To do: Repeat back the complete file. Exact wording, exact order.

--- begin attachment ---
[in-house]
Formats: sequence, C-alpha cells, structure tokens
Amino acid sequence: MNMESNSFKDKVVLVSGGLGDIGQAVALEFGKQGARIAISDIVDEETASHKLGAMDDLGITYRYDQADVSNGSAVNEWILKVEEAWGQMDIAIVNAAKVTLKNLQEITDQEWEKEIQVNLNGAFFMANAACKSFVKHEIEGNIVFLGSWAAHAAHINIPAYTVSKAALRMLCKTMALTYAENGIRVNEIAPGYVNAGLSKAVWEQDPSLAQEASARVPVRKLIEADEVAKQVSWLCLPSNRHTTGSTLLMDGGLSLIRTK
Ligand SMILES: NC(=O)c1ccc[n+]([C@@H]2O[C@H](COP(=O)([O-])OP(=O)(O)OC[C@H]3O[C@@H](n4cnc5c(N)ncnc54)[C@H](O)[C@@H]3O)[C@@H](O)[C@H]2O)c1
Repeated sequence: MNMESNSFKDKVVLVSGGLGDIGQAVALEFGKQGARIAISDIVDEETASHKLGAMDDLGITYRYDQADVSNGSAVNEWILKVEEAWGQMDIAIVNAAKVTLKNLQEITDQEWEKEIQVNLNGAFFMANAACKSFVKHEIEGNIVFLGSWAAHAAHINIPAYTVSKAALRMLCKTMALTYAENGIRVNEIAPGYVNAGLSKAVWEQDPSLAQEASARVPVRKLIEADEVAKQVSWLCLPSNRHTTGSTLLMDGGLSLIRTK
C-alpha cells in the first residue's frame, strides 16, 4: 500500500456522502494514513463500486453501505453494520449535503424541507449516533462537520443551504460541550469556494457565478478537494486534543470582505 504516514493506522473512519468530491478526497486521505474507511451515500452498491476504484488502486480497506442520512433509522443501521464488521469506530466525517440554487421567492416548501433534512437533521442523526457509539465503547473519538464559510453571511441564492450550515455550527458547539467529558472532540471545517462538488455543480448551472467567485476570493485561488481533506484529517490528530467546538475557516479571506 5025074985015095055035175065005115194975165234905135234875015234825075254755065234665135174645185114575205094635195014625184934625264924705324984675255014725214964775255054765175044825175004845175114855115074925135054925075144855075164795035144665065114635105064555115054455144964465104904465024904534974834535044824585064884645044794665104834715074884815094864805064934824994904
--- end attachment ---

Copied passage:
[in-house]
Formats: sequence, C-alpha cells, structure tokens
Amino acid sequence: MNMESNSFKDKVVLVSGGLGDIGQAVALEFGKQGARIAISDIVDEETASHKLGAMDDLGITYRYDQADVSNGSAVNEWILKVEEAWGQMDIAIVNAAKVTLKNLQEITDQEWEKEIQVNLNGAFFMANAACKSFVKHEIEGNIVFLGSWAAHAAHINIPAYTVSKAALRMLCKTMALTYAENGIRVNEIAPGYVNAGLSKAVWEQDPSLAQEASARVPVRKLIEADEVAKQVSWLCLPSNRHTTGSTLLMDGGLSLIRTK
Ligand SMILES: NC(=O)c1ccc[n+]([C@@H]2O[C@H](COP(=O)([O-])OP(=O)(O)OC[C@H]3O[C@@H](n4cnc5c(N)ncnc54)[C@H](O)[C@@H]3O)[C@@H](O)[C@H]2O)c1
Repeated sequence: MNMESNSFKDKVVLVSGGLGDIGQAVALEFGKQGARIAISDIVDEETASHKLGAMDDLGITYRYDQADVSNGSAVNEWILKVEEAWGQMDIAIVNAAKVTLKNLQEITDQEWEKEIQVNLNGAFFMANAACKSFVKHEIEGNIVFLGSWAAHAAHINIPAYTVSKAALRMLCKTMALTYAENGIRVNEIAPGYVNAGLSKAVWEQDPSLAQEASARVPVRKLIEADEVAKQVSWLCLPSNRHTTGSTLLMDGGLSLIRTK
C-alpha cells in the first residue's frame, strides 16, 4: 500500500456522502494514513463500486453501505453494520449535503424541507449516533462537520443551504460541550469556494457565478478537494486534543470582505 504516514493506522473512519468530491478526497486521505474507511451515500452498491476504484488502486480497506442520512433509522443501521464488521469506530466525517440554487421567492416548501433534512437533521442523526457509539465503547473519538464559510453571511441564492450550515455550527458547539467529558472532540471545517462538488455543480448551472467567485476570493485561488481533506484529517490528530467546538475557516479571506 5025074985015095055035175065005115194975165234905135234875015234825075254755065234665135174645185114575205094635195014625184934625264924705324984675255014725214964775255054765175044825175004845175114855115074925135054925075144855075164795035144665065114635105064555115054455144964465104904465024904534974834535044824585064884645044794665104834715074884815094864805064934824994904